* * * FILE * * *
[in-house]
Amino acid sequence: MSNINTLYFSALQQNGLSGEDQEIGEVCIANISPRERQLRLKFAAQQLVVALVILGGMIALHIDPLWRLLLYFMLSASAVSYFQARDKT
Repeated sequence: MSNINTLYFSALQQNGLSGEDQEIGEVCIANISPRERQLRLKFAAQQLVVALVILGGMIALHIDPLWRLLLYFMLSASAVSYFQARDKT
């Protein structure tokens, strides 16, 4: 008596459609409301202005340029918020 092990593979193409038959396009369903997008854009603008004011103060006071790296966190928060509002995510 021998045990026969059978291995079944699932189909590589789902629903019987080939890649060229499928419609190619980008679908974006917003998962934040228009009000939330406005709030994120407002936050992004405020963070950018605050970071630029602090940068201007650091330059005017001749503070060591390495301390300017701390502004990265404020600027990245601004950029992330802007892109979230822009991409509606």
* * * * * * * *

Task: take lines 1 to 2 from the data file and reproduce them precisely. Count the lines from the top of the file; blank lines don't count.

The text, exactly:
[in-house]
Amino acid sequence: MSNINTLYFSALQQNGLSGEDQEIGEVCIANISPRERQLRLKFAAQQLVVALVILGGMIALHIDPLWRLLLYFMLSASAVSYFQARDKT